What happened to the Decatur Book Festival?

When the festival's board announced its decision to cancel the 2023 festival, it wasn’t a complete surprise. Here's what's going on.

AJC Decatur Book Festival

Photograph by TW Meyer

When the Decatur Book Festival launched back in 2006, founder Daren Wang remembers thinking that if 10,000 people attended, “we would have hit it out of the park.” More than four times as many showed up. “Somebody grabbed me, as I was rushing from one venue to the other, and said to me, ‘I didn’t know these people were here. This is my tribe,’” Wang says.

Over the next decade, the festival continued to grow, eventually drawing as many as 80,000 visitors across three days (usually Labor Day weekend). Famous authors such as Jericho Brown, Joyce Carol Oates, Natasha Trethewey, Roxane Gay, and Isabel Wilkerson packed venues around the Square. DBF became not just one of Decatur’s biggest events, but one of the largest independent book festivals in the country, featuring live music, children’s programming, and parades.

The agenda in 2021 and 2022 was less ambitious. And when the DBF board announced its decision to cancel the 2023 festival, it wasn’t a complete surprise. So what’s been going on over the last few years—and will the festival return?

What have been some of the festival’s challenges?
Initially, Wang says, the problem was getting the literary world to take Decatur seriously. “I remember one publicist saying to us, ‘Atlanta is not a book town, this isn’t going to work.’” He calls DBF’s first year the Rolodex episode: “Everybody that was working on the festival said, ‘Okay, well, I know whoever. I can give him a call and see if he’ll show up?’”

There were also some unforced errors in the festival’s early years: “We went to New York and started begging for writers,” Wang remembers. “They offered us this time-traveling-romance writer.” Festival organizers put her in a hundred-seat venue at a slow time, expecting poor turnout. The writer was Diana Gabaldon, author of the bestselling Outlander series, which later became a show on Starz. There were hundreds of people in the venue and waiting outside in the lobby, “yelling at me because we put this superstar in this slot,” Wang says, laughing. (Gabaldon graciously signed books for several hours afterward, says Wang. She would return to the festival and attract hundreds to the much larger Decatur Presbyterian Church.)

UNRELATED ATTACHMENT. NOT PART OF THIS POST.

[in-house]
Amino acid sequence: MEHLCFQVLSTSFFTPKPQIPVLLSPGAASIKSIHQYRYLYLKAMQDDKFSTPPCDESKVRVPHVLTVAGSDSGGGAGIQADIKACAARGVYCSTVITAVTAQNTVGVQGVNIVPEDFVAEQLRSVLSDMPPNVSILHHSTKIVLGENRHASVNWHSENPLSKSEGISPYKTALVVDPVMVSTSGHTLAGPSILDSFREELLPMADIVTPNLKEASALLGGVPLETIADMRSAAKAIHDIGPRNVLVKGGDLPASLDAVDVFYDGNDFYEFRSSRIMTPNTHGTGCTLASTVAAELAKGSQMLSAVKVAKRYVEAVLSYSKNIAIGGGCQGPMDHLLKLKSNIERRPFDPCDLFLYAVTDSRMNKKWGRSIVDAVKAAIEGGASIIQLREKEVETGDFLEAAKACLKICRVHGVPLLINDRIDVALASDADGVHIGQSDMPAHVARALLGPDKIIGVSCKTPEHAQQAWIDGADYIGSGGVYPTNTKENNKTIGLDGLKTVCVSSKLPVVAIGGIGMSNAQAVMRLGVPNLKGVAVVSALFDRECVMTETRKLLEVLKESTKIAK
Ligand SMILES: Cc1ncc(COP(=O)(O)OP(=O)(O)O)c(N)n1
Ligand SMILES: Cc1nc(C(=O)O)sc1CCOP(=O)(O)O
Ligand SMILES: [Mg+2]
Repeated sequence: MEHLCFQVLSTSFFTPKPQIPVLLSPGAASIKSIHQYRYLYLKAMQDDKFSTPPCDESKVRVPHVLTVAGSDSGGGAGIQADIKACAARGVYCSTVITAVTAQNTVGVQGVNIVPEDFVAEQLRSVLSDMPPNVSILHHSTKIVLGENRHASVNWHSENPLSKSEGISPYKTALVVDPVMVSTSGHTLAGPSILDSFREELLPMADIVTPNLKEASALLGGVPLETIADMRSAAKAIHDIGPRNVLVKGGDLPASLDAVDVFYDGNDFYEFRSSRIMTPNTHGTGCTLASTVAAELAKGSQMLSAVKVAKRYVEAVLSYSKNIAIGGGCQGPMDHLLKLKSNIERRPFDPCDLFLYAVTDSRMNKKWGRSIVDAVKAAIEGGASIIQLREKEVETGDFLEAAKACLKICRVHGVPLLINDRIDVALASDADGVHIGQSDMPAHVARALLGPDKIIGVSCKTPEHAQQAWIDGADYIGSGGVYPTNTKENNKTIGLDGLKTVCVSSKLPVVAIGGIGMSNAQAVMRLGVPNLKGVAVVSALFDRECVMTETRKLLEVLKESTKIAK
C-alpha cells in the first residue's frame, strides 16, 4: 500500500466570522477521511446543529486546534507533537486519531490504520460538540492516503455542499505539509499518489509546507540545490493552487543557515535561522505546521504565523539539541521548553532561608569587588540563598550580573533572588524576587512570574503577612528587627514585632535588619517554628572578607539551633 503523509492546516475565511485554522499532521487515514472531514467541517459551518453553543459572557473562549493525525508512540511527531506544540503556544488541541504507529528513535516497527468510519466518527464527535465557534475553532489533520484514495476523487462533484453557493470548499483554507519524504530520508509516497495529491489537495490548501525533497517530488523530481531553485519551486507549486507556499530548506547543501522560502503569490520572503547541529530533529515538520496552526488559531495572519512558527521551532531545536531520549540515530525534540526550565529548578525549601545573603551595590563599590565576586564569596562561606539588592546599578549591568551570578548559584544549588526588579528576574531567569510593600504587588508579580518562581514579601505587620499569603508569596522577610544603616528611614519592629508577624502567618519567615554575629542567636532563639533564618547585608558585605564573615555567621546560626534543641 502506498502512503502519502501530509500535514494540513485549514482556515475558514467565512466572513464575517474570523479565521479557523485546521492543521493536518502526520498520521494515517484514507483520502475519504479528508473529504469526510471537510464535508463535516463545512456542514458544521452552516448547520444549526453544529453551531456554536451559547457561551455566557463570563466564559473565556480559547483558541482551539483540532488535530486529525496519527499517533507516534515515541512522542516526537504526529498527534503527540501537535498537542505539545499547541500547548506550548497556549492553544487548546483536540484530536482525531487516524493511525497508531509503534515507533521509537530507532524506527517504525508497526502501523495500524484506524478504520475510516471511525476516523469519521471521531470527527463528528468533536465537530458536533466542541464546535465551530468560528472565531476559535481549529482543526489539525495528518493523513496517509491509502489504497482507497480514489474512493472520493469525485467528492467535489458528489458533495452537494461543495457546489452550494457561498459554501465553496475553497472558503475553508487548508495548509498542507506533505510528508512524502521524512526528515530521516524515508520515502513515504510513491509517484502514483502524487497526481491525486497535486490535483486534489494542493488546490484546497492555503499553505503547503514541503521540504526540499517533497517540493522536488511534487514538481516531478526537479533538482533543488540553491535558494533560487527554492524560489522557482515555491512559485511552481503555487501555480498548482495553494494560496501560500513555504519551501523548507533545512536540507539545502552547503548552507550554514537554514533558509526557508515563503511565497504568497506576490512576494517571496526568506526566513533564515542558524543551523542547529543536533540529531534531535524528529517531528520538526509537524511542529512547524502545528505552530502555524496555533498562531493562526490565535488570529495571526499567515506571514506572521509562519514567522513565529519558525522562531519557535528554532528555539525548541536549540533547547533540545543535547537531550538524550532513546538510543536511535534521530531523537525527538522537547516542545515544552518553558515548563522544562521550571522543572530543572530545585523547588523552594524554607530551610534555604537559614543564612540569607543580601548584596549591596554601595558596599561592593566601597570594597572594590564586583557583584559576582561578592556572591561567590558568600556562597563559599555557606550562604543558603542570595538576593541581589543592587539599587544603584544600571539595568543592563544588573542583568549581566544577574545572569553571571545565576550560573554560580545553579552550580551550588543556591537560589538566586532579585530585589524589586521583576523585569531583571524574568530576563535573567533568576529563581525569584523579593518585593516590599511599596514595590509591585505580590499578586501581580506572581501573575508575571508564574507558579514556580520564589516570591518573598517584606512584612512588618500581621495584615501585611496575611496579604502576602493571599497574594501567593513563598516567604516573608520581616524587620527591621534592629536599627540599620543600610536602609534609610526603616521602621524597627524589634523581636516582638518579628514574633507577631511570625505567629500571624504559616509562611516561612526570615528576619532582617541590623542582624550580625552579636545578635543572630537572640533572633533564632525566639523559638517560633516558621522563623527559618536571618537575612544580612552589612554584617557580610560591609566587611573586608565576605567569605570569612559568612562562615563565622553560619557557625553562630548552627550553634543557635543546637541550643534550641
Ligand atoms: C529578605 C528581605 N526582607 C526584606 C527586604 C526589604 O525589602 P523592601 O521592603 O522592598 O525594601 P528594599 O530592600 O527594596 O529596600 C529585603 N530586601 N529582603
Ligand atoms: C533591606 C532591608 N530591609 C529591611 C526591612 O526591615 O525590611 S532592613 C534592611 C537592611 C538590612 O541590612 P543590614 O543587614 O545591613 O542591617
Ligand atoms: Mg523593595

The looming problem was always funding. Wang was the executive director—“and the de facto development director”—for 11 years. “My Rolodex ran out after a couple of years.” (He stepped down in 2017, as fatigue started to set in. He also published his first novel that year.) When he was at the helm, Wang says, the organization wasn’t able to expand its funding base or get enough donations from attendees to make a difference. (The festival was free to attend.) “We had one anonymous donor in Decatur who every year would write us a $10,000 check. I still think of her as a saintlike figure because it would always show up and I would be like, Oh my God, this is just what I needed.”

Why cancel the festival now?
By most accounts, the trouble started—for this and every other live event—in 2020, when DBF celebrated its 15th anniversary virtually. Before the pandemic, tens of thousands of people would attend the festival each year to see more than 200 presenting authors; 900 or so volunteers were required to keep things moving across more than a dozen venues. The last two years’ festivals—2021 and 2022—on the other hand, were limited to fewer events over the course of a day. So the organization decided to cancel the 2023 festival altogether, promising to come back stronger next year.

According to Decaturish, Leslie Wingate—the vice president of DBF’s board of directors—posted on social media earlier this year (to quell rumors the event wouldn’t return) that the festival, which reportedly can take several hundred thousand dollars to produce, “is in the strongest financial shape it’s been in in a very long time.”

But the Atlanta Journal-Constitution, which sponsored the festival during its heyday, reported in March that DBF’s sponsorships have dried up, and that it doesn’t have any full-time staffers or an executive director. (The last one stepped down in 2020.) Treasurer Adam Rosenkoetter told the paper it could take a year to secure sponsorships and rehire staff.

How might a revived festival be different from the original?
Wang says he’s not sure how he would stage the festival if he were organizing the event today. “In this political climate? Decatur is known as a bright blue dot in Georgia. That creates something of a target—and then it’s a book festival,” he says. “Culturally, we’re so wrapped up in this kind of point-scoring. In order to have the book festival be vibrant and open moving forward, you automatically make yourself vulnerable to conflict. People are angry, and they’re going to talk about things that make them angry.”

So what’s in store for next year?
The festival’s board declined requests for comment on what kinds of changes might be ahead and instead referenced its announcement from March of this year: “Our goal is to create a sustainable and thriving organization that will continue to bring the best in literature to our community for years to come. We appreciate your support and understanding during this time and look forward to coming back stronger than ever.”

When Wang considers what he as a fan hopes to see next year, he mentions the festival’s founding documents: “One of the central mandates is that we’re supposed to have fun,” he says. “I hope whatever it is, it’s fun.”

This article appears in our September 2023 issue.